Looking back on the tumultuous relationship with my Daddy, Jesus used my younger brother to humble me, bring me to a point of accepting and receiving the Word. The Lord showed me my errors in my ways of thinking, and built a relationship with my brother and Daddy that I never had before in my life! This was the Master Builder at work, as Jesus molded and transformed my heart, and my Daddy’s heart so one day we could be reunited.

In July 2011, I went home to go visit my Dad. It was the first time Daddy was actually excited to see me. I couldn’t believe he was excited about me! I will never forget when he said to me, “I hope I didn’t hurt your feelings by not eating your turkey meatloaf.” It caught me by surprise that he was so thoughtful and considerate of my feelings. Before I left, he hugged me and told me he loved me. Three months later, he died. The Mighty Hand of God was working out the crossed lines of communication so death and saying good-bye would not be bitter sweet. The Lord Jesus used my younger brother to teach me humility, forgiveness, and compassion.

THE T-I-B-Bs AFFECT ON ANGER

Although we often classify a person’s actions as problematic, in truth a person’s conduct is never the real problem. Behavior is nothing more than an outward expression of an internal issue. For example, if an individual is in a bad mood and arguing with those around them, the fighting simply indicates a possible insecurity or fear. Perhaps the person is worried about their health and others are offering unsolicited advice. Their angst is overwhelming and can easily be expressed as agitation, causing them to vehemently dispute every suggestion for possible treatment.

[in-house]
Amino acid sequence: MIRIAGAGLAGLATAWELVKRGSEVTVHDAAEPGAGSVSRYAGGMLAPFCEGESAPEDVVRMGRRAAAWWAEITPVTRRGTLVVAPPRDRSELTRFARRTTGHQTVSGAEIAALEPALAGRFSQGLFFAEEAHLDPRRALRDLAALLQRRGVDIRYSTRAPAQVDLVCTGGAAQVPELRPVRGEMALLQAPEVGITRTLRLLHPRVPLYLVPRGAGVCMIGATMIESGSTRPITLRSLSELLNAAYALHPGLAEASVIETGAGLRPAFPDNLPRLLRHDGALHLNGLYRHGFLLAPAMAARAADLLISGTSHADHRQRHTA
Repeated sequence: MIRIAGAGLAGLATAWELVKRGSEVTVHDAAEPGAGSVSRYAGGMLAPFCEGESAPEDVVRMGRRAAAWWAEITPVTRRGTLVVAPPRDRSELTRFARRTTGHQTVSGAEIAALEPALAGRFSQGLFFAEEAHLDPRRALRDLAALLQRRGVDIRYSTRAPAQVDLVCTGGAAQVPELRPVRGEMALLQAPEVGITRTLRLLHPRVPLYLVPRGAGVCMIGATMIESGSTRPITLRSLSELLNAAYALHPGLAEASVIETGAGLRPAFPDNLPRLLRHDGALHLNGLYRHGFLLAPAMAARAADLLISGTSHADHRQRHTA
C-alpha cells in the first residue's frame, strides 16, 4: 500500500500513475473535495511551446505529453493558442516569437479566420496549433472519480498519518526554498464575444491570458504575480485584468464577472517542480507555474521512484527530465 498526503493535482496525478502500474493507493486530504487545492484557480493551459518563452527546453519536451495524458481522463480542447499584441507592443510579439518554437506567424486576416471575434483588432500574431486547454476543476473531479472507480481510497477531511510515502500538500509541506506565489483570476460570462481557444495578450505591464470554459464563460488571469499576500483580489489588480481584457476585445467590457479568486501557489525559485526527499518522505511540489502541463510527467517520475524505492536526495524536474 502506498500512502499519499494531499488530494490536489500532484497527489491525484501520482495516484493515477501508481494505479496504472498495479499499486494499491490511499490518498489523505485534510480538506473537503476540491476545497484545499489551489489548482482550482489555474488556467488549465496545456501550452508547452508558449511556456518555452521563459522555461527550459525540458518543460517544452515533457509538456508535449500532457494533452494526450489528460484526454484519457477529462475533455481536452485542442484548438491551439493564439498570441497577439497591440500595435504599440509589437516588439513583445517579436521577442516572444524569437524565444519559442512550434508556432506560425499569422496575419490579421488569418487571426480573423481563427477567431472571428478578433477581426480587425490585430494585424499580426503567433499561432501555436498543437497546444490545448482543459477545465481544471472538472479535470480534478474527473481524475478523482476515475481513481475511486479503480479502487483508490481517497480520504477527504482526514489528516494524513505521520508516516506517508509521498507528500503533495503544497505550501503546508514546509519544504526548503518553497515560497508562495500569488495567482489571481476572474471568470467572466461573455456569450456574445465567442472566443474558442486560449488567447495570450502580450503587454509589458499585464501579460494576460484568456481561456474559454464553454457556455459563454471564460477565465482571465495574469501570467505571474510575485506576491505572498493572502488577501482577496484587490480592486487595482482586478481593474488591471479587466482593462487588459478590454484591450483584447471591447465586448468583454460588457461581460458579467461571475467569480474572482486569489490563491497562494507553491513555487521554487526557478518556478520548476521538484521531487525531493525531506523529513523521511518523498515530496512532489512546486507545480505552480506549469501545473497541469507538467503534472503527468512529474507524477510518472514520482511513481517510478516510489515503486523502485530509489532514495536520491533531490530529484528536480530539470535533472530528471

A common reaction for a child who is being teased is crying, followed by an angry outburst. The emotion that proceeds the anger is critical to identifying the underlying cause: crying indicates pain or hurt – either physical or emotional. Like an animal who’s been injured, one lashes out as a means of self-protection. Fear of experiencing further pain compels the individual (or animal) to summon their rage in an attempt to get the attacker to back off.

Keep in mind, too, that the offensive behavior may in no way be connected to what is transpiring in the moment. Very often, there are old unresolved issues from one’s past that are being triggered by what is currently taking place. The person is not necessarily responding to the present stimuli but it serves as a reminder of a prior event.

In prior shows, I’ve discussed the three root causes of anger: hurt, fear, and/or frustration. As I just mentioned, the preceding emotion to anger invites a deeper insight into TIBBs: The Issues Behind the Behaviors. Certainly people can deny their anger or try to suppress or control it. However, none of these allows for a healing to occur. Denial of cancer does not heal the disease. Only when it is identified and treatment (whether conventional or holistic) begins does the afflicted activate the healing process and restoration of wellness.

So how does one identify the issues behind the behaviors? Again, taking a moment to ascertain the prior emotion is a perfect beginning to unraveling this puzzle. From there, one needs to work backwards to the point of origin, much the way a detective at a crime scene would. Here are some examples: